The Pace of the Court’s Decisionmaking
This post was written by Tom Goldstein, with data collected by Jason Harrow.
As we enter the last argument sitting of the Term, it is worth commenting on the principal topic of conversation in the Bar. In January and December, a significant amount of attention was given to the Court's pace in granting certiorari, which had slowed and then picked up in time to add an unexpectedly large number of cases for April. Now, the principal topic of discussion is how quickly the Court is deciding cases.
The answer is that decisions have been issued very slowly, though there are important caveats to all the numbers.
Here are the basic figures. Between O.T. 2000 and O.T. 2005, the Court by the eve of the April sitting had issued between 36 and 43 decisions. This Term, the figure is 27, one quarter below the lowest number for any of the previous five terms. The argument calendar for the early part of this Term was largely full, so the drop-off is notable.
Those numbers are somewhat (but not dramatically) inflated by per curiam opinions, however, which were more prevalent in previous Terms and which take less of the Court's time because those cases are not briefed and argued on the merits. For example, although by this point last Term there were 43 decisions, only 32 were after argument. (The number for the previous Term was 34.) This Term, so far there have been 23 post-argument rulings, still a notable decline.
Another relevant measure of production is the number of pages of decisions. At this point last Term, the Court had issued 672 pages of opinions. This Term, the number is 545.
One possible explanation for the falloff in output that I considered was that the Court is taking longer in its internal deliberations in an effort to produce greater unanimity, which is an expressed goal of the Chief Justice. That may indeed be occurring; until we see the opinions released later in the Term, there is no way to know for sure. But the numbers so far do not suggest a trend towards greater unanimity. At this point last Term, of the post-argument decisions, 17 were unanimous and 3 were 5-4; this Term, 6 are unanimous (far fewer) and 5 are 5-4 (more). Last Term set a perhaps unrealistic standard for unanimity, however, as the Court appeared to avoid controversial rulings in several cases in the transitional period of Justice O'Connor's departure.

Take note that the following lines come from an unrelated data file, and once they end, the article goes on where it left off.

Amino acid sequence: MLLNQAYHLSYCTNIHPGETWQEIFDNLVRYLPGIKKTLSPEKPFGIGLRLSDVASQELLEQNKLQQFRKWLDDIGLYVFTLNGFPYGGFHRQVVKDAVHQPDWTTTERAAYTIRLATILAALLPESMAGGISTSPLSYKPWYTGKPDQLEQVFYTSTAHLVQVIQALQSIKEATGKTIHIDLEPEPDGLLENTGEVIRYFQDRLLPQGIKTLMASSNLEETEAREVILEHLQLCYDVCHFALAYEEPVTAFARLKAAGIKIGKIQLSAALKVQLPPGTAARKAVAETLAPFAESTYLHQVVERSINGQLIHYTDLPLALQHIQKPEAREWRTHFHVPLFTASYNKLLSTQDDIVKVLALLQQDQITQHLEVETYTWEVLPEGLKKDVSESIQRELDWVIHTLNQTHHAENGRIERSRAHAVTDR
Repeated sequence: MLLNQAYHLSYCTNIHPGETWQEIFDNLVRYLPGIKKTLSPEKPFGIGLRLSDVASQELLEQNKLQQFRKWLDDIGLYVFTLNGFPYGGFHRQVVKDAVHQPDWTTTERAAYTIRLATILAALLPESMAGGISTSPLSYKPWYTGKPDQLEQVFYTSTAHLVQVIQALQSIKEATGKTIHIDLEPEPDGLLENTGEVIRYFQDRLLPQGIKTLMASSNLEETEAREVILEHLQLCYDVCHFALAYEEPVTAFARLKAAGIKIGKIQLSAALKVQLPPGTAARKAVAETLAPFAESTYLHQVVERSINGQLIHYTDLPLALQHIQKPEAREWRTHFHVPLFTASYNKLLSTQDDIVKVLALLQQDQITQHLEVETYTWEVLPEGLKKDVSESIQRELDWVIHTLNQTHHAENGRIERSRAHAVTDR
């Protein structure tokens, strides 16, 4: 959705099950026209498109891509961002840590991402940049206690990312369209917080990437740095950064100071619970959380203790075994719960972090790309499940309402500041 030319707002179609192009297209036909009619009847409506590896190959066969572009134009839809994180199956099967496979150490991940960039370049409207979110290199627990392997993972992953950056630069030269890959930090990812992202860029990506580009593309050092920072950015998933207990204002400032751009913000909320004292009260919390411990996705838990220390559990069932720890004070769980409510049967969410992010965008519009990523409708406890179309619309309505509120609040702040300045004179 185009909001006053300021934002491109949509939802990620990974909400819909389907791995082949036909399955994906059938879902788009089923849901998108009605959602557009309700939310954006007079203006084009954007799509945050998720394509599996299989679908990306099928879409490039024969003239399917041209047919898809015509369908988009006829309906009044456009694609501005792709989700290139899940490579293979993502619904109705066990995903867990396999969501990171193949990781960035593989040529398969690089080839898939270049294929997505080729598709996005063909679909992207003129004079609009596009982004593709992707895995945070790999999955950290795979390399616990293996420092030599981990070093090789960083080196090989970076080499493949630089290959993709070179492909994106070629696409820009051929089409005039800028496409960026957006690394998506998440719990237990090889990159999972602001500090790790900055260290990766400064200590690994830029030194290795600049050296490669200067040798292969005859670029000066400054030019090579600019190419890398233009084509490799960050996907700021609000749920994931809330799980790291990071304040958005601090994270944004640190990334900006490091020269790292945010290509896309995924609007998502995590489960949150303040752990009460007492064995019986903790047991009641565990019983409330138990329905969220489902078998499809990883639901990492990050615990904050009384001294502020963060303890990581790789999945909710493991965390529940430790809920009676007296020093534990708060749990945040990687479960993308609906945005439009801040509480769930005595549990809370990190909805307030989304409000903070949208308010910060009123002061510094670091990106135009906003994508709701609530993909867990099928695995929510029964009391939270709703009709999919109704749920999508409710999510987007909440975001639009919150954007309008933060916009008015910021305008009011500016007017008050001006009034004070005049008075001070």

The number of separate opinions is also intriguing. Last Term, there were 53 individual opinions at this point. This Term, with substantially fewer decisions, there nonetheless have still been 50 individual opinions. But last Term, Chief Justice Roberts’ first, is not particularly representative: by this point in Chief Justice Rehnquist's last Term (O.T. 2004), there had been 89 individual opinions encompassing 905 pages. (Of note, in that Term, the Court impressively managed to decide United States v. Booker in roughly three months, producing 6 opinions spanning 124 pages.) Chief Justice Roberts' tenure has thus been marked by fewer separate opinions, consistent with his goal of minimizing the fragmentation of the Court's opinions when possible.
From outside the building, there is no obvious cause for the Court's slowed decisionmaking. The best guess from my perspective is that there is a natural transition that comes with the change in the Court's composition, including its leadership. Before the addition of two new colleagues, the Justices (who had sat together for more than a decade) could write with great confidence in where the rest of the Court would come out and what it would find acceptable. Now there is naturally more hesitancy and perhaps there are more and longer exchanges between the chambers. The topic receives attention at all, perhaps, only because of the reduction in both cert. grants and written opinions in a single Term.
It bears stating that the Court's reduced output has had no adverse consequences. No decision is pending in an urgent matter. And the Supreme Court still issues rulings faster than almost any other court. No one doubts that the Justices will decide this Term's cases before the summer recess begins in July.